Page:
‘Geely tie-up will free Pro­ton from per­pet­ual govt sub­si­dies’

New Straits Times - - Business -

The strate­gic part­ner­ship that Pro­ton Hold­ings Bhd sealed with China’s Zhe­jiang Geely Hold­ings Co will free the national car­maker from per­pet­ual govern­ment sub­si­dies, said a mem­ber of par­lia­ment yes­ter­day.

Se­ti­awangsa MP Datuk Ah­mad Fauzi Za­hari said the sub­si­dies, which come at a great ex­pense to tax­pay­ers, had run into bil­lions of ring­git over the past 30 years and could not go on for­ever.

The tie-up with an in­ter­na­tional auto giant like Geely, he said, would bring with it ex­cit­ing prospects for Pro­ton.

“Pro­ton will now be able to in­crease its pro­duc­tion five-fold to 500,000 ve­hi­cles in three years with its en­try into the Asean mar­ket and, more sig­nif­i­cantly, the huge China mar­ket.

“Asean has a pop­u­la­tion of 600 mil­lion, and China boasts an­nual car sales of 28 mil­lion. Even if Pro­ton, via Geely, se­cures just one per cent of the China mar­ket, it means 280,000 ex­tra cars for Pro­ton to pro­duce,” he said.

Fauzi said Pro­ton’s cur­rent an­nual pro­duc­tion of 74,000 ve­hi­cles was only 20 per cent of the ca­pac­ity of its Tan­jung Malim plant, but with the Geely part­ner­ship, “the sky’s the limit for Pro­ton. Just imagine the thou­sands of new jobs to be cre­ated for Malaysians”.

Pro­ton signed an agree­ment with Geely last Wed­nes­day, af­ter which the Chi­nese car­maker took up a 49.9 per cent stake.

Fauzi, who closely fol­lowed devel­op­ments in the au­to­mo­tive in­dus­try, de­scribed Geely’s track record since tak­ing over Swedish car­maker Volvo in 2010 as “very im­pres­sive”.

Via Geely, the Swedish car­maker had ramped up pro­duc­tion by 200,000 more cars than it pre­vi­ously did on its own.

“In 2015, Volvo man­aged to roll out more than 500,000 cars, the high­est fig­ure in its al­most 90 years of ex­is­tence. I am con­fi­dent that Geely can do the same with Pro­ton,” he said.

Fauzi said he was per­son­ally ex­cited about Pro­ton’s fu­ture be­cause it would mean sav­ing some 60,000 di­rect and in­di­rect jobs, as well as some 200,000 jobs from ven­dors, dis­trib­u­tors and sup­pli­ers.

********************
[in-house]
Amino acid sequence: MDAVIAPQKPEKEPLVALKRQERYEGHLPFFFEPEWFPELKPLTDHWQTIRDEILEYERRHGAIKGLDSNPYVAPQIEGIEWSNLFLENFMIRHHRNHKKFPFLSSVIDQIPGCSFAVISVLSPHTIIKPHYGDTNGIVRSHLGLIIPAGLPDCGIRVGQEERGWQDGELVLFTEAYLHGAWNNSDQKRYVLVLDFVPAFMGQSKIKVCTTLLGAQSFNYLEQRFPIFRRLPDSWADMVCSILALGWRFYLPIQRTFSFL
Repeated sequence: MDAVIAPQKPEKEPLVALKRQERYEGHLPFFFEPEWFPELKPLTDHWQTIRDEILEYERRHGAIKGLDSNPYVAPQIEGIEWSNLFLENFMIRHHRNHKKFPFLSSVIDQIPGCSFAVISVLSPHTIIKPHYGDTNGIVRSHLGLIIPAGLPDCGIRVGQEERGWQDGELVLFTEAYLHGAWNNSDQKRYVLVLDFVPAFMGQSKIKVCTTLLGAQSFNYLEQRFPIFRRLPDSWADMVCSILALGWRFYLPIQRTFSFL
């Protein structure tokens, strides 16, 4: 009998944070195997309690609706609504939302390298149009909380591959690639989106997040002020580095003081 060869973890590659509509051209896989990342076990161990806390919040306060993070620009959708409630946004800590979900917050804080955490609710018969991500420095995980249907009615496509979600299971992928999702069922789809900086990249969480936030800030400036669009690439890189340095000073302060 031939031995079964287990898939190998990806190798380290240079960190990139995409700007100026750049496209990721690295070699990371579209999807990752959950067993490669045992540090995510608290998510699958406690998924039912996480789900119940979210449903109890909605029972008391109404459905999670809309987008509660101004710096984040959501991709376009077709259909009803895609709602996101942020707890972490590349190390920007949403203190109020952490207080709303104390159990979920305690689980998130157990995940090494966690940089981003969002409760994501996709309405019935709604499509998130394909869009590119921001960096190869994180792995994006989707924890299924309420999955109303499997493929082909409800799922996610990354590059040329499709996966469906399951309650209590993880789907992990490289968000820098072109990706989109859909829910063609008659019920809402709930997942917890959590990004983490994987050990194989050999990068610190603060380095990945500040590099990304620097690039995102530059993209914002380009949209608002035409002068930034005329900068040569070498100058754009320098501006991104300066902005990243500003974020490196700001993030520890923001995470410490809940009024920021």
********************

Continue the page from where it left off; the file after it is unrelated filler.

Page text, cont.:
Sav­ing jobs had al­ways been up­per­most in the govern­ment’s mind and the sale of the Pro­ton stake should be seen strictly as a busi­ness de­ci­sion and noth­ing else, he said.

“I sup­port the view of Sec­ond Fi­nance Min­is­ter Datuk Seri Jo­hari Ghani, who hopes that mov­ing for­ward, there will be no fur­ther sub­si­dies for Pro­ton and that it will be able to stand on its own feet with­out ask­ing for govern­ment help.

“The govern­ment can­not af­ford to con­tinue putting good money into bad busi­ness. We have to cut bad busi­nesses off.”

Fauzi said the au­to­mo­tive in­dus­try now was vastly dif­fer­ent than what it was 30 years ago when Pro­ton first came into be­ing.

Since then, there had been an evo­lu­tion in the in­dus­try, with con­sol­i­da­tion among play­ers be­com­ing the name of the game.

He cited the ex­am­ples of Bri­tain’s iconic Land Rover be­ing taken over by In­dia’s Tata Group, Bri­tish Vaux­hall by France’s PSA, Re­nault by Nis­san and Volvo and Lon­don Taxi by Geely.

The Bri­tish pub­lic had never re­garded such busi­ness deals as a “sell-out”, and Malaysians should be ma­ture enough to be­have sim­i­larly, he said.

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